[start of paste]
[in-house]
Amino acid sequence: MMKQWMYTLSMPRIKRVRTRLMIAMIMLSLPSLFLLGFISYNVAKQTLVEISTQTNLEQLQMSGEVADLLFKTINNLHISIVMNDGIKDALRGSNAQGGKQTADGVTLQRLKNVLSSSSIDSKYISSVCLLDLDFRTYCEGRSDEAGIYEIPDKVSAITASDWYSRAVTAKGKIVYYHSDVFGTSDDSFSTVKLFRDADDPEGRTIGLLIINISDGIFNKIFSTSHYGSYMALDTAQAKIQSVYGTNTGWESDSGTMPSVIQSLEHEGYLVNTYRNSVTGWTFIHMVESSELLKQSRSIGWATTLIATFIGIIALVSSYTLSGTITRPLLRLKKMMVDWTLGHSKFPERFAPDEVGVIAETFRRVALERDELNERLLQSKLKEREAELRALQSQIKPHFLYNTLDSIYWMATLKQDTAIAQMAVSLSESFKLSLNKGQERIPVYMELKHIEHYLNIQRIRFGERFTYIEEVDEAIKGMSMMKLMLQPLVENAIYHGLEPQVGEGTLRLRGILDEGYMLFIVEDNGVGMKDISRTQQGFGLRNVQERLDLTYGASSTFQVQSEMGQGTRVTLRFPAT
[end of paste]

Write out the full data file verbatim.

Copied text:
[in-house]
Amino acid sequence: MMKQWMYTLSMPRIKRVRTRLMIAMIMLSLPSLFLLGFISYNVAKQTLVEISTQTNLEQLQMSGEVADLLFKTINNLHISIVMNDGIKDALRGSNAQGGKQTADGVTLQRLKNVLSSSSIDSKYISSVCLLDLDFRTYCEGRSDEAGIYEIPDKVSAITASDWYSRAVTAKGKIVYYHSDVFGTSDDSFSTVKLFRDADDPEGRTIGLLIINISDGIFNKIFSTSHYGSYMALDTAQAKIQSVYGTNTGWESDSGTMPSVIQSLEHEGYLVNTYRNSVTGWTFIHMVESSELLKQSRSIGWATTLIATFIGIIALVSSYTLSGTITRPLLRLKKMMVDWTLGHSKFPERFAPDEVGVIAETFRRVALERDELNERLLQSKLKEREAELRALQSQIKPHFLYNTLDSIYWMATLKQDTAIAQMAVSLSESFKLSLNKGQERIPVYMELKHIEHYLNIQRIRFGERFTYIEEVDEAIKGMSMMKLMLQPLVENAIYHGLEPQVGEGTLRLRGILDEGYMLFIVEDNGVGMKDISRTQQGFGLRNVQERLDLTYGASSTFQVQSEMGQGTRVTLRFPAT